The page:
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  1. This work focuses on the representation of model-form uncertainties in phase-field models of brittle fracture. Such uncertainties can arise from the choice of the degradation function for instance, and their consideration has been unaddressed to date. The stochastic modeling framework leverages recent developments related to the analysis of nonlinear dynamical systems and relies on the construction of a stochastic reduced-order model. In the latter, a POD-based reduced-order basis is randomized using Riemannian projection and retraction operators, as well as an information-theoretic formulation enabling proper concentration in the convex hull defined by a set of model proposals. The model thus obtained is mathematically admissible in the almost sure sense and involves a low-dimensional hyperparameter, the calibration of which is facilitated through the formulation of a quadratic programming problem. The relevance of the modeling approach is further assessed on one- and two-dimensional applications. It is shown that model uncertainties can be efficiently captured and propagated to macroscopic quantities of interest. An extension based on localized randomization is also proposed to handle the case where the forward simulation is highly sensitive to sample localization. This work constitutes a methodological development allowing phase-field predictions to be endowed with statistical measures of confidence, accounting for the variability induced by modeling choices. 
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    Free, publicly-accessible full text available January 1, 2025
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  6. Abstract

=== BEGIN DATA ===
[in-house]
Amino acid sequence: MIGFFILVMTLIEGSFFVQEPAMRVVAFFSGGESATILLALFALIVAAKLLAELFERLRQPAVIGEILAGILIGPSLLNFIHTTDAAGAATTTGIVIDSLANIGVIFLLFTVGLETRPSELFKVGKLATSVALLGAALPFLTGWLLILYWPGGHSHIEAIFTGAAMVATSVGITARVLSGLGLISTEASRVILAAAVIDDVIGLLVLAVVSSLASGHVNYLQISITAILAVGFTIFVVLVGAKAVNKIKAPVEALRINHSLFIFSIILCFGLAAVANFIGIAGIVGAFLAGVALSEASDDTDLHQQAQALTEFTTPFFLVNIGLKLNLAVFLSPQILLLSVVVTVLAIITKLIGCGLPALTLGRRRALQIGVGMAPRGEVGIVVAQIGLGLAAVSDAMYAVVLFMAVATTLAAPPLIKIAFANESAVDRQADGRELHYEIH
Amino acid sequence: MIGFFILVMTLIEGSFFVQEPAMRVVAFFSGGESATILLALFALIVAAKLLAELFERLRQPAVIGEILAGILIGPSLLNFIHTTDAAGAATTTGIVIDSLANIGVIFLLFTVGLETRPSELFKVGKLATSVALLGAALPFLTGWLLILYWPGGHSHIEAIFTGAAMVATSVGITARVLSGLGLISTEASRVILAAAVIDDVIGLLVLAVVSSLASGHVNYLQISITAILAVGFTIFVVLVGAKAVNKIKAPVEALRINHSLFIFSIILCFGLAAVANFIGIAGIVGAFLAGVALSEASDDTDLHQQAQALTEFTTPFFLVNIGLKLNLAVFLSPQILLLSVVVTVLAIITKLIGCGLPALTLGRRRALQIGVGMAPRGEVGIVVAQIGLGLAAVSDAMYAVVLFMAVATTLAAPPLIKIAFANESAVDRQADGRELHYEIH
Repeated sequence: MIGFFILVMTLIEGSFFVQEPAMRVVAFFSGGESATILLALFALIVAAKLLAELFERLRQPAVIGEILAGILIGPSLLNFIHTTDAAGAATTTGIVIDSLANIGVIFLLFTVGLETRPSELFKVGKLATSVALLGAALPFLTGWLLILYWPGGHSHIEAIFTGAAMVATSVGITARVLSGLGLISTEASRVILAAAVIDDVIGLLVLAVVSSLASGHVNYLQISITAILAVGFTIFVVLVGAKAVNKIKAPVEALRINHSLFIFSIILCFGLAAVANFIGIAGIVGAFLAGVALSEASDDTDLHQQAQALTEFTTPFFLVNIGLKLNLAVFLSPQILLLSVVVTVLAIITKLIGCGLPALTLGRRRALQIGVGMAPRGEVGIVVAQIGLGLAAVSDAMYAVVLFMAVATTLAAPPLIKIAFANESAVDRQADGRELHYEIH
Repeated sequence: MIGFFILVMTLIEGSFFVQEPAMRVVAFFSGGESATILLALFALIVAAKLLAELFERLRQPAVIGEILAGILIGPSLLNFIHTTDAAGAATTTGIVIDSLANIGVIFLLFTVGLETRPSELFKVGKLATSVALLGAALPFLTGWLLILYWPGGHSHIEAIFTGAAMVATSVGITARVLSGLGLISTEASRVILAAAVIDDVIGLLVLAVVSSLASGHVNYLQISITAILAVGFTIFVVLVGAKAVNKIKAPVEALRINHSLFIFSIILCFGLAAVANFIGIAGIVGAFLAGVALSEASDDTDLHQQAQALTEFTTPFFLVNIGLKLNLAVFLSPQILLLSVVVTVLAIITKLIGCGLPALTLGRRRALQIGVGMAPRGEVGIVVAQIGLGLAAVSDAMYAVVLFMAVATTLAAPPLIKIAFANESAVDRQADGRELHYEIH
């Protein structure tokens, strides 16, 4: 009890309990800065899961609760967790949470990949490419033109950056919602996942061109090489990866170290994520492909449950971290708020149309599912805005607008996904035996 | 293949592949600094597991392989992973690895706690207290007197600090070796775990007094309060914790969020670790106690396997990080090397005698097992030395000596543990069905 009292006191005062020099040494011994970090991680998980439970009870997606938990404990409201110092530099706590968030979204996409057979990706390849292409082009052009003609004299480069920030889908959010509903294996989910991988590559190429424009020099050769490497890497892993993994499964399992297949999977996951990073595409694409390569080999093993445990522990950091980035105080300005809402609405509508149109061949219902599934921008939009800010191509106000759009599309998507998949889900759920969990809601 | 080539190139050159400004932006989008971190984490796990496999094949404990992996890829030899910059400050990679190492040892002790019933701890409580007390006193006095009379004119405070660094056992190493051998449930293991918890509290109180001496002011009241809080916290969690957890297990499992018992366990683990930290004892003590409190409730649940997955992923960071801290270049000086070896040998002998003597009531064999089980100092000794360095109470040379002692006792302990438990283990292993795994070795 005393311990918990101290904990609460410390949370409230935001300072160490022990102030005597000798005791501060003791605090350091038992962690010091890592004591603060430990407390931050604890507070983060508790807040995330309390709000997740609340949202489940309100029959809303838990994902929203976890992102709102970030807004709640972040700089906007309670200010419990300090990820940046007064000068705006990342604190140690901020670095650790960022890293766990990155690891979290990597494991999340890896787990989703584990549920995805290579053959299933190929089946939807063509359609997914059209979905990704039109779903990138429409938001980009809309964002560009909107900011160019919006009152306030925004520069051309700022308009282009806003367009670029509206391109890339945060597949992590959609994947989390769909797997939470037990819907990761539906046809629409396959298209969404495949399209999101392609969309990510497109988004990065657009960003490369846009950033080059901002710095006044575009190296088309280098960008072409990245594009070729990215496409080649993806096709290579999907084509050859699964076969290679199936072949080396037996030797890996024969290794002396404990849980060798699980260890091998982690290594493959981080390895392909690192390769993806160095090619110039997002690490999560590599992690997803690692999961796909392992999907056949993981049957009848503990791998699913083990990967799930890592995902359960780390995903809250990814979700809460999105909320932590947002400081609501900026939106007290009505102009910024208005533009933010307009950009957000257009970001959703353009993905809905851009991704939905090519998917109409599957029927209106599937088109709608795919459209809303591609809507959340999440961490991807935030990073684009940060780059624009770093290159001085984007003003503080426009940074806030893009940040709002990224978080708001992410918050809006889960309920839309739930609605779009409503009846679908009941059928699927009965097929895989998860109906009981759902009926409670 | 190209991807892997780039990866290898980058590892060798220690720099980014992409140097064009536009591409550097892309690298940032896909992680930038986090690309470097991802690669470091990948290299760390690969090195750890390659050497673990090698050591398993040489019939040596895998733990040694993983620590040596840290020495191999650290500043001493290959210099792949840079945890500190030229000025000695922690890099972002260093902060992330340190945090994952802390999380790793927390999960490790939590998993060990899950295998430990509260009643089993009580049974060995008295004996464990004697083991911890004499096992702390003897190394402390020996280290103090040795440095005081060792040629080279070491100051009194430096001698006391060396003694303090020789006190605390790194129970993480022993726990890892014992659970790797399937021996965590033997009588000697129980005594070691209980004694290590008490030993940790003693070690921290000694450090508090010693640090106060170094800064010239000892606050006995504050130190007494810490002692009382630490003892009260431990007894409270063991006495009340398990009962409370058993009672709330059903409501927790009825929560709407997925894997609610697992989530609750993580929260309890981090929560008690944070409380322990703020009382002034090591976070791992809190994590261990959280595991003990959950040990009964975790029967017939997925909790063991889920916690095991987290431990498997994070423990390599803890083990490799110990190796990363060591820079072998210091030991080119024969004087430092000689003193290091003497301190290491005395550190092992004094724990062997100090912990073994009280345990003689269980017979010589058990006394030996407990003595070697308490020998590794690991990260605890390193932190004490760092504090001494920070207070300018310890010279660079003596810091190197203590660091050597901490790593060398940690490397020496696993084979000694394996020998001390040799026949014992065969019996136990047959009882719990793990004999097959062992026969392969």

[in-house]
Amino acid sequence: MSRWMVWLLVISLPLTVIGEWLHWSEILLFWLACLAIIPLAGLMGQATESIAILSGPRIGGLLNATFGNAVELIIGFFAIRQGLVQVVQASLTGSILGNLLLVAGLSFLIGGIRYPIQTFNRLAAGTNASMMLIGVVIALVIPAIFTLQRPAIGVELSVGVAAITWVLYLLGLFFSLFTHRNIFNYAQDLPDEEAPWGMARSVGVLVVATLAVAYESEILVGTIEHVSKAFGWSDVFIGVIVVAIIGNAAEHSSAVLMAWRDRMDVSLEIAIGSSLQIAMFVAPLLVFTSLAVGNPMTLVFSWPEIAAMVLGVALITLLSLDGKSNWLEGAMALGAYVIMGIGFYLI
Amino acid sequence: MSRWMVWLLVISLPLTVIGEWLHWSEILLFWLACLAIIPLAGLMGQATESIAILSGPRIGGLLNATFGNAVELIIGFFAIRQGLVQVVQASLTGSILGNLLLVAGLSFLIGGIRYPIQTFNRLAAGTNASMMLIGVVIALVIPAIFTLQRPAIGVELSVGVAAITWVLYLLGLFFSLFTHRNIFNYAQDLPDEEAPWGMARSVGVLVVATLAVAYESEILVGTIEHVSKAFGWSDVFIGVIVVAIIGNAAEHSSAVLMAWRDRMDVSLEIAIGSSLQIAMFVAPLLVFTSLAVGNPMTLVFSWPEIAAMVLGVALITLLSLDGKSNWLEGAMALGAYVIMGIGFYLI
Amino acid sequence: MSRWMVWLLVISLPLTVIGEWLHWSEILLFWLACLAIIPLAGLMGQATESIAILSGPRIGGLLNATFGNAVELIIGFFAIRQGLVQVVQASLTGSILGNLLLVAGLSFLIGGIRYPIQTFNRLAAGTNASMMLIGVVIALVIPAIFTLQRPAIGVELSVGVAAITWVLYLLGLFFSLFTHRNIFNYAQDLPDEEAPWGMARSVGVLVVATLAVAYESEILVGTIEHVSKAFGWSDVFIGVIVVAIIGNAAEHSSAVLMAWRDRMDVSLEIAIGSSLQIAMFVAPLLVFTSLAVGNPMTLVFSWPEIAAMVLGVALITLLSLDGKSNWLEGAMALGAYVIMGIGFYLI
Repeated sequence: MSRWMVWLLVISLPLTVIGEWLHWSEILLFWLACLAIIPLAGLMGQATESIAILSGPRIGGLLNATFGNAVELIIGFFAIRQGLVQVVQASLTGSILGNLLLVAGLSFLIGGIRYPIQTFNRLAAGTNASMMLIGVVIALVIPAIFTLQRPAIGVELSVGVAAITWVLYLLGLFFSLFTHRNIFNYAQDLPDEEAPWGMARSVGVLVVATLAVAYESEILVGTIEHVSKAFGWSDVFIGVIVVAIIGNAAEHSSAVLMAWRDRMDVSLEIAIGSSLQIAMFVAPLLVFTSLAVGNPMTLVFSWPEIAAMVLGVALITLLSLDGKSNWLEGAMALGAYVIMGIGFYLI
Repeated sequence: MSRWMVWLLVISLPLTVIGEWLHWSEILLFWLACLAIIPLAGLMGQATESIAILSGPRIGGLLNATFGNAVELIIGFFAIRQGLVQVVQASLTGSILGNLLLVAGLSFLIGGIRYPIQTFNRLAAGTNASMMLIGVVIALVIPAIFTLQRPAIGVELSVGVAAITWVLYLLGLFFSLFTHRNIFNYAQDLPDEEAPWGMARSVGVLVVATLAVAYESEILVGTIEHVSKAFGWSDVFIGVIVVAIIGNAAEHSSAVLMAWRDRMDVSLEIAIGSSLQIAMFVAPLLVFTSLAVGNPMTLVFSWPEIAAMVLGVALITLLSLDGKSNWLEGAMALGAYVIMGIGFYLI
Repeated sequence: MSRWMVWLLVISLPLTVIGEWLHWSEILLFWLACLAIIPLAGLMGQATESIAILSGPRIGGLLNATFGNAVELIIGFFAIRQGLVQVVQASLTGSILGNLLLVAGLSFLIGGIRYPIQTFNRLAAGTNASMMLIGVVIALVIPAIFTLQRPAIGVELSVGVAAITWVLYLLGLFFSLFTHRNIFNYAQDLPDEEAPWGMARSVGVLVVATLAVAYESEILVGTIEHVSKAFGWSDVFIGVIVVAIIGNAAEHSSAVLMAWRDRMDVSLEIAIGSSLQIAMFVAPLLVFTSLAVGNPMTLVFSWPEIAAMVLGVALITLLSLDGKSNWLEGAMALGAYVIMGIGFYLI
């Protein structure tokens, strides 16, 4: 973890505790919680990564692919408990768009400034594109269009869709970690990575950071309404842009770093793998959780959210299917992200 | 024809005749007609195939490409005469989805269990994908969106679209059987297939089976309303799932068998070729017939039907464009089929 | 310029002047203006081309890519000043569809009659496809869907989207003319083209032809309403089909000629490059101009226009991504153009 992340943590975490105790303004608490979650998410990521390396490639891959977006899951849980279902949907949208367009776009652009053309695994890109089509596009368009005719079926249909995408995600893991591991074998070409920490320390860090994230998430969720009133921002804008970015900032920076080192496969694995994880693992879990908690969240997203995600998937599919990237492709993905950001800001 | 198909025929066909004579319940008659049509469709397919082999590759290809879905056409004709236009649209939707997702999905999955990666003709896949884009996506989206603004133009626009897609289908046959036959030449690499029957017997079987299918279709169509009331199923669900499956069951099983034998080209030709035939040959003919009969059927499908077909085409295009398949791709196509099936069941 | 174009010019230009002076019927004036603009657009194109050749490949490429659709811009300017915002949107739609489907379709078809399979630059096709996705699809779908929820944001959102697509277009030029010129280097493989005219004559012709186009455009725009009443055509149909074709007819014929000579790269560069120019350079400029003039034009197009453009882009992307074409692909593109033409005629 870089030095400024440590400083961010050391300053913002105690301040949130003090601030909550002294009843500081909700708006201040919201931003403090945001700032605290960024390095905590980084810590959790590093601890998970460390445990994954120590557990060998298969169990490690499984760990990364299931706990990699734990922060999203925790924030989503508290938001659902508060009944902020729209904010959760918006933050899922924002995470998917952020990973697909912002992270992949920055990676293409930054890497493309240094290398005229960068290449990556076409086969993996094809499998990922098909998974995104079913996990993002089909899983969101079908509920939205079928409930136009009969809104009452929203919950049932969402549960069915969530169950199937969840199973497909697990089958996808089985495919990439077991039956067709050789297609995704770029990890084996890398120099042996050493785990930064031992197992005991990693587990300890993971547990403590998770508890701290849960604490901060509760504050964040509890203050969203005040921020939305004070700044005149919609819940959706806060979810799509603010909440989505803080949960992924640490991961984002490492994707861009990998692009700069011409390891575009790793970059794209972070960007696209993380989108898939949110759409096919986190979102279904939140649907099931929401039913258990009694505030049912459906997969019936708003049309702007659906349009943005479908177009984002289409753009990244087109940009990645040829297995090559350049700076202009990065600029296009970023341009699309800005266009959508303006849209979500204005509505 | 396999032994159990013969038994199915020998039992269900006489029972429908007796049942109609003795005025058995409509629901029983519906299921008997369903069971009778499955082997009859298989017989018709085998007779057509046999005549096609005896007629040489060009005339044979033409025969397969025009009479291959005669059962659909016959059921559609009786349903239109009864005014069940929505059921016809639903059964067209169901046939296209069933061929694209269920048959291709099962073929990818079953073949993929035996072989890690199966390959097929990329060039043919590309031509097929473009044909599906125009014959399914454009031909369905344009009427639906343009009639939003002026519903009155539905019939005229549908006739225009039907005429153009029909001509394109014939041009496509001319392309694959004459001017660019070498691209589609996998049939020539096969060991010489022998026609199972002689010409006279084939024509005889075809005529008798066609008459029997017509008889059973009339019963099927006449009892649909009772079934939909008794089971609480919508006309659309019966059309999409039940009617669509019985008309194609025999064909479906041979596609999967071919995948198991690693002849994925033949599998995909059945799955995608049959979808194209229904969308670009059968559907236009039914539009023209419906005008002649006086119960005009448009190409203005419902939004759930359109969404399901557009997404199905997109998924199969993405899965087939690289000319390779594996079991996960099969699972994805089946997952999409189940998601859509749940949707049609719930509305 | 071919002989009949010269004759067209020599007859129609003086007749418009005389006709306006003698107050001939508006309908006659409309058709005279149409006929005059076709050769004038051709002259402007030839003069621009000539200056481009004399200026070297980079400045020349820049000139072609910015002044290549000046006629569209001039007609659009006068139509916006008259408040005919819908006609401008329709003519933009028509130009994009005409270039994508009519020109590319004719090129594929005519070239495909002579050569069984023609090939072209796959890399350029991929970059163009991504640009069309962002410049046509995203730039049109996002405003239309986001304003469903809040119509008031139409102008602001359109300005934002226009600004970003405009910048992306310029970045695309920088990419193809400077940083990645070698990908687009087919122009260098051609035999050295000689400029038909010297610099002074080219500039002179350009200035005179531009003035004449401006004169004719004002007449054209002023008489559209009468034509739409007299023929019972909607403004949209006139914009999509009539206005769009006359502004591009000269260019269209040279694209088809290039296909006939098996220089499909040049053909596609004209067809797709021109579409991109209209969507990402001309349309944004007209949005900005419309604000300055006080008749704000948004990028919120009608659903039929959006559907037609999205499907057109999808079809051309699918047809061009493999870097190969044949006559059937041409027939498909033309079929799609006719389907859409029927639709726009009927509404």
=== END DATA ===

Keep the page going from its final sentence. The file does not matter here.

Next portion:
Many geo‐engineering applications, for example, enhanced geothermal systems, rely on hydraulic fracturing to enhance the permeability of natural formations and allow for sufficient fluid circulation. Over the past few decades, the phase‐field method has grown in popularity as a valid approach to modeling hydraulic fracturing because of the ease of handling complex fracture propagation geometries. However, existing phase‐field methods cannot appropriately capture nucleation of hydraulic fractures because their formulations are solely energy‐based and do not explicitly take into account the strength of the material. Thus, in this work, we propose a novel phase‐field formulation for hydraulic fracturing with the main goal of modeling fracture nucleation in porous media, for example, rocks. Built on the variational formulation of previous phase‐field methods, the proposed model incorporates the material strength envelope for hydraulic fracture nucleation through two important steps: (i) an external driving force term, included in the damage evolution equation, that accounts for the material strength; (ii) a properly designed damage function that defines the fluid pressure contribution on the crack driving force. The comparison of numerical results for two‐dimensional test cases with existing analytical solutions demonstrates that the proposed phase‐field model can accurately model both nucleation and propagation of hydraulic fractures. Additionally, we present the simulation of hydraulic fracturing in a three‐dimensional domain with various stress conditions to demonstrate the applicability of the method to realistic scenarios.

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